To varying degrees, each arranged marriage is influenced by filial and social pressures on the agency of the prospective couple. But so are Western marriages, in form. In romantic love too, social class, education, profession, religion (factors that are deeply influenced by family), all mediate and shape attraction and compatibility. The social reality we are raised in shapes our freedom to choose partners, even to feel desire. For Badiou, love becomes meaningful when it is subsumed under anticonsumerist politics. Others find meaning in different ideals.
Couples in arranged marriages often find romance in family-initiated introductions because it speaks to their broader value system. For many, it is a smarter, more spiritual form of love because it prioritises collective will and emotional labour over sexual impulse and selfish individuality. This is perhaps one reason why couples in arranged marriages express high levels of satisfaction in their relationships, sometimes more so than couples in love marriages.
Another common criticism of arranged marriages goes something like this: arranged marriages are not built upon informed desire. Since partners lack familiarity with each other, they cannot be expected to possess any genuine feelings for each other. But as the British psychotherapist Adam Phillips has observed, the romantic euphoria we feel towards a desired partner is not always derived from our knowledge of them, but from prior expectations of meeting someone like them: In Missing Out (2013), he writes, “[T]he person you fall in love with really is the man or woman of your dreams; … you have dreamed them up before you met them. You recognise them with such certainty because you already, in a certain sense, know them; and because you have quite literally been expecting them, you feel as though you have known them for ever, and yet, at the same time, they are quite foreign to you. They are familiar foreign bodies.”
This sense of dreamed-up familiarity inspires people to pursue real intimacy. Arranged marriages work in the same way.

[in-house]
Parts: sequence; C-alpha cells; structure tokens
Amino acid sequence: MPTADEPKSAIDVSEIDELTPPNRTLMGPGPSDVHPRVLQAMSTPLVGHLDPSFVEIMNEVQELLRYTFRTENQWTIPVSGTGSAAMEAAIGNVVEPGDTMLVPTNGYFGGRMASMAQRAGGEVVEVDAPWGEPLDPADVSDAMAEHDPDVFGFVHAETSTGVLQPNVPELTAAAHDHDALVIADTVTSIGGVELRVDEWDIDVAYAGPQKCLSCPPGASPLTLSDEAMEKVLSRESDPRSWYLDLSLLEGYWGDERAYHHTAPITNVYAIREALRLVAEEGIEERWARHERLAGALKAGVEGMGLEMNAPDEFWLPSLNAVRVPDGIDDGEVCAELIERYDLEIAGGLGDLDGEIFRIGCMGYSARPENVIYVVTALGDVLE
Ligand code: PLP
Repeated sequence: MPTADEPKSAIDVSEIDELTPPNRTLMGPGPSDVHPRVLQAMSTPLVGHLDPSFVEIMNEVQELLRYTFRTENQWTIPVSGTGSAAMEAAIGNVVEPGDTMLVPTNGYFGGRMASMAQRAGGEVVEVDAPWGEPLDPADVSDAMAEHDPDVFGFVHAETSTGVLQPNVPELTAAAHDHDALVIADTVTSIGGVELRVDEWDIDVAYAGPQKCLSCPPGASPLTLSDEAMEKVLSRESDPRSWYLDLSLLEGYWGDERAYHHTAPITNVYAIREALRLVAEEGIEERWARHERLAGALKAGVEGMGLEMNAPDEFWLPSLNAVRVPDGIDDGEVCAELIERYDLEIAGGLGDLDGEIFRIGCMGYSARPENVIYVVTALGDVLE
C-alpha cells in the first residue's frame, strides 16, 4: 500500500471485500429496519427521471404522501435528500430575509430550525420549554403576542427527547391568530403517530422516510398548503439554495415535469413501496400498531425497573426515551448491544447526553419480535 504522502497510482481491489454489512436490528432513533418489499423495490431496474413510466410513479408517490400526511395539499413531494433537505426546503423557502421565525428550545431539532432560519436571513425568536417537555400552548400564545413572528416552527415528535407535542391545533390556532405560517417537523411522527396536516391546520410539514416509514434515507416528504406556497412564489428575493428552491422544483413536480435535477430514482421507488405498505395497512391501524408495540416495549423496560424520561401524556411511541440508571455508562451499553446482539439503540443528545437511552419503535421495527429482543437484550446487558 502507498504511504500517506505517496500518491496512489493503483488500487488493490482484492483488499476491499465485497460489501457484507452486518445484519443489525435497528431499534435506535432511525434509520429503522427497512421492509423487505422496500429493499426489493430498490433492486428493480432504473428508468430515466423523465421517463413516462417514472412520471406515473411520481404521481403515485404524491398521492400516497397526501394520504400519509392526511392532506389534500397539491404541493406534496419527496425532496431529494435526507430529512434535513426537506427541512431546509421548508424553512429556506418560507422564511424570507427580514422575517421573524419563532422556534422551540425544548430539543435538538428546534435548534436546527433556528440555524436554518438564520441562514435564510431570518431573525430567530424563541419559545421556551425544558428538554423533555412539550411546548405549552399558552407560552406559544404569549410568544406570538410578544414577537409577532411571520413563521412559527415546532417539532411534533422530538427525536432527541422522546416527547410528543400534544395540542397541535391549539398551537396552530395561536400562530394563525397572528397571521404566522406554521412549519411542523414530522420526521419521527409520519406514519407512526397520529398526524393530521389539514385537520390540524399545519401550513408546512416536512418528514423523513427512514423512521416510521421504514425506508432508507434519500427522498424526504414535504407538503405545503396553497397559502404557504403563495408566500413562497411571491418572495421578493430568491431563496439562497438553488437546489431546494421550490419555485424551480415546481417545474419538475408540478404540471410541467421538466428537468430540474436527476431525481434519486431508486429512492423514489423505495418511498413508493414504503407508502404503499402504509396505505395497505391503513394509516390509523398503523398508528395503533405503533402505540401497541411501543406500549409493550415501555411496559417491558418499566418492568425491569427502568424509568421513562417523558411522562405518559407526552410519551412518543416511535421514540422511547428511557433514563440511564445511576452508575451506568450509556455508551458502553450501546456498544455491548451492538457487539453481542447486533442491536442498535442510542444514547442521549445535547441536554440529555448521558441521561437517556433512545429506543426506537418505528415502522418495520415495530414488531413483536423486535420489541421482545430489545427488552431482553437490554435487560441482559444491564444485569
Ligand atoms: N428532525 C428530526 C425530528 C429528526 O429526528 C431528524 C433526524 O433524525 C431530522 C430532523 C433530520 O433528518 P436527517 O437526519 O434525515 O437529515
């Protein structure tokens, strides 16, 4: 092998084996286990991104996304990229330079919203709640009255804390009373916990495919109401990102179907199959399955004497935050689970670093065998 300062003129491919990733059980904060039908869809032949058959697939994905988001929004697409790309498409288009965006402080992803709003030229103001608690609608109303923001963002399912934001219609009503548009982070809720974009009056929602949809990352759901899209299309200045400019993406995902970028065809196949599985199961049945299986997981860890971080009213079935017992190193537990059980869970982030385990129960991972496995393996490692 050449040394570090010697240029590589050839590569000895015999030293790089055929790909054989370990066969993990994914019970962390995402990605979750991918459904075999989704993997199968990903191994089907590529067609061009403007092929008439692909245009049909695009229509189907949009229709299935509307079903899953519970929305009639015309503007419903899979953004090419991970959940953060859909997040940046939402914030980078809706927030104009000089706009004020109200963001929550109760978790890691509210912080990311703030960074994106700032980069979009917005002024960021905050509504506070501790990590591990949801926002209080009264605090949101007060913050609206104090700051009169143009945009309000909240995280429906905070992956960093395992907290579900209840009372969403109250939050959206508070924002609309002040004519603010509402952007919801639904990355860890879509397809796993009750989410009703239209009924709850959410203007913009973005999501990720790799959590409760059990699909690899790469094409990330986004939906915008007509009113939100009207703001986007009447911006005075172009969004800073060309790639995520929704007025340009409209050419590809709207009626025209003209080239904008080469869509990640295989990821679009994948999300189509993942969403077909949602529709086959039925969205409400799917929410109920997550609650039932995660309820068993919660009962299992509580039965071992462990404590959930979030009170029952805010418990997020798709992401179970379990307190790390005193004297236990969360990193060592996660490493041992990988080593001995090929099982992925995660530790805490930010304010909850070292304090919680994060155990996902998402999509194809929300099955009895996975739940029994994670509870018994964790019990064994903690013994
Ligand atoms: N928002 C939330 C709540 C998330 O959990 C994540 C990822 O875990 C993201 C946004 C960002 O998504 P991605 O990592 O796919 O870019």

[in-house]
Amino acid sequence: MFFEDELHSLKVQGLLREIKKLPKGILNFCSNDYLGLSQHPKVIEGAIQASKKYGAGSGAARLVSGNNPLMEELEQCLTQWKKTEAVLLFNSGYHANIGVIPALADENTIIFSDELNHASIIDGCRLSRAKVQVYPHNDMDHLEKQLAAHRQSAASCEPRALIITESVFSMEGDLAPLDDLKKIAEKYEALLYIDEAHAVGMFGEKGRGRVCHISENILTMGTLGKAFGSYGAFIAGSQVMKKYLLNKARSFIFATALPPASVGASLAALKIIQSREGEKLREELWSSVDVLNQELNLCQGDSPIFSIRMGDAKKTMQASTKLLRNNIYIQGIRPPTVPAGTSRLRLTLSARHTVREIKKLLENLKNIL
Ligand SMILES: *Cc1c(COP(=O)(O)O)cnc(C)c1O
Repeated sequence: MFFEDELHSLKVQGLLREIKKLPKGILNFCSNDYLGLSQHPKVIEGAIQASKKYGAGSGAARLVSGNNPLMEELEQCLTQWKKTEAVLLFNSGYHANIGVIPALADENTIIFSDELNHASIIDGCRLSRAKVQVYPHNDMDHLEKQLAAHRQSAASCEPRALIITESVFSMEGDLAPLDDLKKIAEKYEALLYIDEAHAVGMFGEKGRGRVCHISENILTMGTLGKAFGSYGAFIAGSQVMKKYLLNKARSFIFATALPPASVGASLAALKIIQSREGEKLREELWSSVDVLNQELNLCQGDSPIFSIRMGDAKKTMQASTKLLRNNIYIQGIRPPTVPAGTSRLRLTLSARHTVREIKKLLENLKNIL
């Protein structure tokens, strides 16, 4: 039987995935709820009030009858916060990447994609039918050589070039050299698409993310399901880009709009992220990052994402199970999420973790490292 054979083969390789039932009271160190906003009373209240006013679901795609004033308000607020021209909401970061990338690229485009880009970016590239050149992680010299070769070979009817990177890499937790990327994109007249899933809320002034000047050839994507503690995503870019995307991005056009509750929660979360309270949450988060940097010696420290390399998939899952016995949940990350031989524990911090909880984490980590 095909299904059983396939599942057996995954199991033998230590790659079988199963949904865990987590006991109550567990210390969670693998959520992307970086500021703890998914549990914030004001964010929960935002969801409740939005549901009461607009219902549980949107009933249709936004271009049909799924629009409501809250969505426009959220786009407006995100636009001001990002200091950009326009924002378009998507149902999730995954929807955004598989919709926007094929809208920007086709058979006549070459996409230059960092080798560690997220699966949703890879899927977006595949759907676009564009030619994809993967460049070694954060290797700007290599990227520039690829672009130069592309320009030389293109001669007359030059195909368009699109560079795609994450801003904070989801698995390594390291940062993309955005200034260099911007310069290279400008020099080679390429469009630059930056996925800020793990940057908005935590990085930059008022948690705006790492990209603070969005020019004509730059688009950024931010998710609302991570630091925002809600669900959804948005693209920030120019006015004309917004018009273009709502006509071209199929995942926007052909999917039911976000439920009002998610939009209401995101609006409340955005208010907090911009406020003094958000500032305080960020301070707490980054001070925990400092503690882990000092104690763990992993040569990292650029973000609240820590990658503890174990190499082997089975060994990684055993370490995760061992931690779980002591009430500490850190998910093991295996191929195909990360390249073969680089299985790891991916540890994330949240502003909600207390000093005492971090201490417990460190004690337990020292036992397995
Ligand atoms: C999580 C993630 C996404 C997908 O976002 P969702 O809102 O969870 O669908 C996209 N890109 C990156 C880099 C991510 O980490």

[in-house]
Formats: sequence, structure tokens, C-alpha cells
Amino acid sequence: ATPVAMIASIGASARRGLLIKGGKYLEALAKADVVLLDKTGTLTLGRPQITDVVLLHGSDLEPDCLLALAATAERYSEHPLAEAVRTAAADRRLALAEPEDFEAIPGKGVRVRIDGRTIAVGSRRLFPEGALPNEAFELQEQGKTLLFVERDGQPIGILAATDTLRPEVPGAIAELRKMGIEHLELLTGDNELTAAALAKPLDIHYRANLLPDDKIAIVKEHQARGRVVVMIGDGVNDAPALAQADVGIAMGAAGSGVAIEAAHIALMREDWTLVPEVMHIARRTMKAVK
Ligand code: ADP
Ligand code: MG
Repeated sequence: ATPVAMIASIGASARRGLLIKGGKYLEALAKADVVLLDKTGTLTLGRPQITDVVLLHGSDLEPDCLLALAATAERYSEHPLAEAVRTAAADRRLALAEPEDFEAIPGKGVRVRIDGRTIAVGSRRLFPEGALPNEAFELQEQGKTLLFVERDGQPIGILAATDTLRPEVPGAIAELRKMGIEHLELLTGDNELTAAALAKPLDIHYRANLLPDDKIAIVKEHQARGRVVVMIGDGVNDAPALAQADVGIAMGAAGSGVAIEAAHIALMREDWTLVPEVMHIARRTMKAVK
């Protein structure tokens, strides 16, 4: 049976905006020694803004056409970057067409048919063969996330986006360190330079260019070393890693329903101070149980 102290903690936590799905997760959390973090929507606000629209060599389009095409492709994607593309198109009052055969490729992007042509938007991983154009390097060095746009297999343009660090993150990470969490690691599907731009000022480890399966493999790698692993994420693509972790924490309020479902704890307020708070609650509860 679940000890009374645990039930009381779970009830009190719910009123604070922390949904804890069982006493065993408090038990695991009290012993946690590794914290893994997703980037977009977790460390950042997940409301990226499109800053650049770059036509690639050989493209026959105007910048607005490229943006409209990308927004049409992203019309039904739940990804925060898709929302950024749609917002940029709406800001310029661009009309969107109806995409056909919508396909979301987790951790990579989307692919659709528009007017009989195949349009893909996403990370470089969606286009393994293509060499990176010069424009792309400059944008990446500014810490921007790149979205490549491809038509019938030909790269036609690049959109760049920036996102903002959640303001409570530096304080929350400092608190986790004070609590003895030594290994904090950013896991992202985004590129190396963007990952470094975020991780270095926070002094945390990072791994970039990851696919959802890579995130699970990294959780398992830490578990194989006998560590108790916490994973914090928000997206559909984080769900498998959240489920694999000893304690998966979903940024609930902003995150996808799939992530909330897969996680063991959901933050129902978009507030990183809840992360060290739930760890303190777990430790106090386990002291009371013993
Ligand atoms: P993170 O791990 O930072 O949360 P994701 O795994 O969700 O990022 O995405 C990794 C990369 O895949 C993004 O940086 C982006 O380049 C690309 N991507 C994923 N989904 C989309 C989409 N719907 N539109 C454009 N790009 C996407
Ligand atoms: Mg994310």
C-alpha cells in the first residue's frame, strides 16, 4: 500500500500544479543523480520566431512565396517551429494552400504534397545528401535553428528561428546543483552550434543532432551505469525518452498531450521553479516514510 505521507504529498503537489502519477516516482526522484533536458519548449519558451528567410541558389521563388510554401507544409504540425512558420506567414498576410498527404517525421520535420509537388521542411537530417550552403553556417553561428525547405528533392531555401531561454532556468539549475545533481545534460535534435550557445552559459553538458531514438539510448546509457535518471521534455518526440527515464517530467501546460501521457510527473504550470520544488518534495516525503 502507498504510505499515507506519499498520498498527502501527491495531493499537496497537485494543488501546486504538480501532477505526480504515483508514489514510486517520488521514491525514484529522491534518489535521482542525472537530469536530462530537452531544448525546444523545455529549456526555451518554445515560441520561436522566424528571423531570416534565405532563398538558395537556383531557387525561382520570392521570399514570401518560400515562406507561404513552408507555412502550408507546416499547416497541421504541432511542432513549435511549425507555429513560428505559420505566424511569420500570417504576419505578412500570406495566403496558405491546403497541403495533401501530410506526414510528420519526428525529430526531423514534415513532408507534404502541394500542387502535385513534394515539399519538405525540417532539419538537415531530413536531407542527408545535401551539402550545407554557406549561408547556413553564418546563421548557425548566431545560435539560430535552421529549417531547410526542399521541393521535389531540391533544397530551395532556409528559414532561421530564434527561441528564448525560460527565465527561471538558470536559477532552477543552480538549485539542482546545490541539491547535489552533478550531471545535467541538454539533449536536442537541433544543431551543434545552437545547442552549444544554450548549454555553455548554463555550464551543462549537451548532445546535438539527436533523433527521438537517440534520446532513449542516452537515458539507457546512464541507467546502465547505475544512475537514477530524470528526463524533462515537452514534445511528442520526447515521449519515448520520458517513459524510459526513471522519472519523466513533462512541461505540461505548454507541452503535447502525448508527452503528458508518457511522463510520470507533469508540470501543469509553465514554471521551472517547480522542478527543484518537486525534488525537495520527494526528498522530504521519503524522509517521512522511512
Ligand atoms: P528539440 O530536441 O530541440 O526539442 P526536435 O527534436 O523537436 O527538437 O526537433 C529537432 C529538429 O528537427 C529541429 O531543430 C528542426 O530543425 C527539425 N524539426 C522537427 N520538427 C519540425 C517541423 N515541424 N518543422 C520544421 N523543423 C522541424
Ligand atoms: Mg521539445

It is hard to universalise notions of love because it is such a dynamic, delicate and complicated experience. What Western observers often forget is that people of other cultures are constantly carrying out subtle transgressions against the lazy stereotypes in which they are viewed.
Postcolonial feminist theory has demonstrated that women who opt for arranged marriages are not passive subscribers of patriarchal traditions, but engaged in negotiating the practice to shift the balance of power in their favour. Arranged marriage might not be the perfect solution to the problem of love, but it isn’t a fossilised holdover from archaic times. It’s an ever-evolving, modern phenomenon and should be understood as such.
Badiou’s definition of true love is limiting, idealistic and dismissive of the cultures and experiences of most people in the world. It gets in the way of understanding how love can be expressed and experienced within even the most seemingly ‘traditional’ practices. This misunderstanding and limitation poses real dangers in our current political climate.
As the volatile Western political world plunges deeper into xenophobia and nativism, empathy is ever more at risk. Dismissive and stigmatising caricatures of cultural differences can be – and often are – enlisted to cast migrants and people in diasporic communities as lesser or somehow not worthy of respect.
History has repeatedly shown us that imagining a group of people as unloving beings serves as a prerequisite to mistreating them. While it is necessary for us to condemn violent and coercive social practices such as forced marriages, we must not malign an entire culture as the loveless ‘other’. What would that say about the quality of our love?
Farhad Mirza is a Pakistani-born freelance journalist and researcher, whose work has appeared in The Guardian, Al Jazeera, New York magazine and Deutsche Welle, among others. He is based in Berlin.